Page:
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Sunday School | Rittenhouse + Wash West 6/16

Learn about and enjoy a different not-so-common wine, cheese, and beer every Sunday at incredibly low prices. School was never this delicious. Limit one each per guest at the Sunday School price, and please, no returns: if you try it, you buy it (and we think you’ll like it!)

SUNDAY, JUNE 16, 2019

WINE  Exotic White Blend "Quíbia,” Ànima Negra, ’17
Mallorca, Spain

Tria is celebrating “island wines” for the month of June. Why? Well thanks to their unique terroir of volcanic soil, indigenous grapes and ocean breezes, islands are making some of the world's most exciting wines right now. Plus, if you can’t sit on a beach this Sunday, at least you can enjoy your staycation with our island wine getaway. Enter Mallorca: this is the largest of the four Balearic Islands located off eastern Spain, in the Mediterranean. Mallorca is known for its beaches, scenic coastline and the Serra de Tramuntana Mountains. Ànima Negra was founded in 1994 when two self-taught winemaking friends—Pere Ignasi Obrador and Miquelàngel Cerdà—decided to make some wine for their own consumption from native grapes. The initial results were so encouraging that they decided to form a partnership and pursue their newfound passion for wine. Today’s selection is called “Quíbia,” which in the local dialect means a worry-free state of mind. It is a blend of three local grapes including Premsal and Giro Ros (both white) and Callet (a red grape!).  The wine is fermented using only native yeasts and aged sans oak on the lees for four months.  Quíbia has aromas of white peach, pear, sea brine and jasmine. On the palate the wine is weighty with silky olive oil texture and concentrated flavors of Anjou pear and capers. The wine is crisp and cool, perfect for warm-weather sipping. Happy island travels today at Tria. Don’t forget the sunscreen.

$12 glass  ·  $6½ glass

CHEESE  Mahón Semi Curado
Minorca, Spain · Cow & Sheep - R

Minorca, once a pirate encampment in the faraway Balearic Islands of the Mediterranean, is the birthplace of this popular Spanish cheese, second only to Manchego. The aged version, Mahon Reserva, is characteristically nutty in taste (think almonds) and pairs like a beaut with Spanish reds and Madeira. It’s a sundowner of a cheese, golden in color with a sunset-orange rind, thanks to a good rubdown with olive oil and paprika. Sit back, enjoy the taste of sea spray that comes from ocean mist settling on the grass of Minorca’s pastures, and let yourself imagine a island life. Minorca is just 50 kilometers long and only has around 90,000 inhabitants (you could be one of them). It’s a beloved destination for wildlife lovers as the island has been designated by UNESCO as a biosphere reserve. In addition to caves, lagoons, and thousands of different bird and plant species, there are more than 1,500 archaeological sites dating back to the arrival of the Romans. Needless to say, you will be going mostly for the cheese.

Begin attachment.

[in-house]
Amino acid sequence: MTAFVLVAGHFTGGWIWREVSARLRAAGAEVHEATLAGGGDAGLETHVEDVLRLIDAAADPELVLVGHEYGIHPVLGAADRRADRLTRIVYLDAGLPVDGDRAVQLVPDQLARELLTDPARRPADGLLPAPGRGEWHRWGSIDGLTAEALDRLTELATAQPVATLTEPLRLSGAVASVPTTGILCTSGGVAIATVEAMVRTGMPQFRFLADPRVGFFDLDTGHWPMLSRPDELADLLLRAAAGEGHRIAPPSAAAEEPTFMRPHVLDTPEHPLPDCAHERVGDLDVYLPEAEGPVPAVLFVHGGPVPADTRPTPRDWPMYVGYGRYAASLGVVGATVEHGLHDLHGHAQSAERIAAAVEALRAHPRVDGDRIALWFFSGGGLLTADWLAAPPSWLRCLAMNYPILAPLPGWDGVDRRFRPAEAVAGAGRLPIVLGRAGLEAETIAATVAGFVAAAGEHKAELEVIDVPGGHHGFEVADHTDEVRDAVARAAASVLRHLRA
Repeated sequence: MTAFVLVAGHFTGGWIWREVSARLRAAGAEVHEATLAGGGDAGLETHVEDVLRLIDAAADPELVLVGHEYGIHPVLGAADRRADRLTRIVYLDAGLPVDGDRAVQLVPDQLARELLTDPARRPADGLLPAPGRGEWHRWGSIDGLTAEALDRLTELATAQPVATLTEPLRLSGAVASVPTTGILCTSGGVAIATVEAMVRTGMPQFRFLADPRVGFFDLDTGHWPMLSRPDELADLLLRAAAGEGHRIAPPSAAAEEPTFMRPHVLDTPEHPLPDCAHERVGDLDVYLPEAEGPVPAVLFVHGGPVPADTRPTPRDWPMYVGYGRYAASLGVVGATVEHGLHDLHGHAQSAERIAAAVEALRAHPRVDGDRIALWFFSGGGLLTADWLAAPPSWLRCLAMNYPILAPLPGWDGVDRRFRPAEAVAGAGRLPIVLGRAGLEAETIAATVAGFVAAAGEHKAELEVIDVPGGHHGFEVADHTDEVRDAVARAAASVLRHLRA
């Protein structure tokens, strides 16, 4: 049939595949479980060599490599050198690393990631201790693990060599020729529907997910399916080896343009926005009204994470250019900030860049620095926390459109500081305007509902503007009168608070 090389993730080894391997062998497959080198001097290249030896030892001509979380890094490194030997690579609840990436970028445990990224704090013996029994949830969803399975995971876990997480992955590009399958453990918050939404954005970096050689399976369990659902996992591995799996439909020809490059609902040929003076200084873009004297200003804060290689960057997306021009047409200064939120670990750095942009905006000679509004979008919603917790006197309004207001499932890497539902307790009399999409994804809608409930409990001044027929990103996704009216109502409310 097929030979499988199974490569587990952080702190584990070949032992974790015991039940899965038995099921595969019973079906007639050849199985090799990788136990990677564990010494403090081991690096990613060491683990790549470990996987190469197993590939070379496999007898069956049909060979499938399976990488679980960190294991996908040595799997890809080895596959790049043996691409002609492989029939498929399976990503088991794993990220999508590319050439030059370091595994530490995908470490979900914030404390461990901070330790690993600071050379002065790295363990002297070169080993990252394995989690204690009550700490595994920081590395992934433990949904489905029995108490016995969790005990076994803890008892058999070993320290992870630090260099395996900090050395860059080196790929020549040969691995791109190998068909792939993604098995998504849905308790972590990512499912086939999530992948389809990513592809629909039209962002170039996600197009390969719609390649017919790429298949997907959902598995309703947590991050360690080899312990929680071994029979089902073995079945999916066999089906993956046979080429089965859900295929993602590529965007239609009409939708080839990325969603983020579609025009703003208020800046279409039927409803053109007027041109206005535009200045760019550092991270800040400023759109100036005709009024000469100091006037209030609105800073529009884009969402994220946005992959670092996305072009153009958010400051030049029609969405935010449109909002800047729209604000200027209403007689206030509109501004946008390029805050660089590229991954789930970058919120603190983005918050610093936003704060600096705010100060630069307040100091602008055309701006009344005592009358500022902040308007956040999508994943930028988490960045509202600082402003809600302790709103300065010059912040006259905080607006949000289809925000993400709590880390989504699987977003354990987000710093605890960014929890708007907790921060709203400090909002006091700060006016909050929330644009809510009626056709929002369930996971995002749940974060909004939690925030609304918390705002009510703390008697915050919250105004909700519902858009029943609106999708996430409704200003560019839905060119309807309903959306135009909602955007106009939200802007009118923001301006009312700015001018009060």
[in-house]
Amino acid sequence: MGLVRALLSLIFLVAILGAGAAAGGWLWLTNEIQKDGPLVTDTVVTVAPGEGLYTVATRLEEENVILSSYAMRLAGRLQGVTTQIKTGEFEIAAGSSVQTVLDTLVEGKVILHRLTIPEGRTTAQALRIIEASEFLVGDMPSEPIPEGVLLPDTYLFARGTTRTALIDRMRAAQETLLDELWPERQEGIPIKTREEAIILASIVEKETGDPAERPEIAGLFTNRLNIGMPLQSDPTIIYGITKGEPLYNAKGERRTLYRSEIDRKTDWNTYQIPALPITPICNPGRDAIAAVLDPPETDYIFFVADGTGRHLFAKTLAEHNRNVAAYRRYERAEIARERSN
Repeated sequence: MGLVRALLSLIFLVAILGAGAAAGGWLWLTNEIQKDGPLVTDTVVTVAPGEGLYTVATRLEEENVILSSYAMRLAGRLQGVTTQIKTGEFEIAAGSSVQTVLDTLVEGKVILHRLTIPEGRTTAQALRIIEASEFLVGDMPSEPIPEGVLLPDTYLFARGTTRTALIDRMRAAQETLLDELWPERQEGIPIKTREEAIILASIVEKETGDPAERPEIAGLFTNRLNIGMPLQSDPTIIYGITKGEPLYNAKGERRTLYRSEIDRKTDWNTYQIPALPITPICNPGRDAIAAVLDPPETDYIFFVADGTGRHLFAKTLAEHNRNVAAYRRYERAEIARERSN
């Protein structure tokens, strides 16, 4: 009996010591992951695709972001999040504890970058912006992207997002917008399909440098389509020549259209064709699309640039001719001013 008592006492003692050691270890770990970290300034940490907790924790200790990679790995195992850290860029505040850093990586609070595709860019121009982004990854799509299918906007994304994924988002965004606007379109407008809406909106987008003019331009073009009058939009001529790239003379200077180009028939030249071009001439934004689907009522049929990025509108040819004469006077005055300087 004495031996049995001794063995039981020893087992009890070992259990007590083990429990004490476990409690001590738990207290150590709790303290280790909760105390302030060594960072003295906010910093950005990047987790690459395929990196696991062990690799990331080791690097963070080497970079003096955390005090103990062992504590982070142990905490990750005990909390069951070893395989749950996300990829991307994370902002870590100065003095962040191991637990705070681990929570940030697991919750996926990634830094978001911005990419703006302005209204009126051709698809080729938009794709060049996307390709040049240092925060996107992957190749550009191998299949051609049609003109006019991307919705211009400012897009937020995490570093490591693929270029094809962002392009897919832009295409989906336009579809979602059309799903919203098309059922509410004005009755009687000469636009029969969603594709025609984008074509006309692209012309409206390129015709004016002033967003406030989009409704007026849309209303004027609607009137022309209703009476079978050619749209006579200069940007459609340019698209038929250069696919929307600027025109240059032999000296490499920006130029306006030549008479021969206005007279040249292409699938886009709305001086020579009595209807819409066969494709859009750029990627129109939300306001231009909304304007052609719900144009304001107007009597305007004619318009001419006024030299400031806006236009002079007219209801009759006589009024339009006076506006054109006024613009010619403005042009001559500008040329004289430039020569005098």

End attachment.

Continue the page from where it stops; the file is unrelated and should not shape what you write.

$7½  ·  $4

BEER  Allagash Curieux

Portland, ME  · 10.4%

No one knows who made the first barrel. Archaeologists have found coopers’ tools and wooden seals dating back to 100 B.C. An even deeper speculative issue is the debate over when we decided that wine, beer and other spirits fit perfectly in these barrels. Around 90 A.D., Pliny the Elder observed the use of barrels to store and mature wine and other spirits by cultures far north of Rome. Fast-forward to today; experimental craft brewers all over the country are obsessed with wooden barrels. Whether toasted, charred, used or new, wooden barrels, especially ones made from oak, impart many desirable flavors and often structure and nuance. Allagash used Jim Beam bourbon barrels to age their acclaimed Tripel. After an eight-week stay in the cellar, Curieux (French for curious) emerged with flavors of coconut and vanilla, and a definite hint of bourbon. A great beer has thus been transformed into an entirely different great beer. Curious?

$9 / 11oz DRAFT  ·  $5 / 11oz DRAFT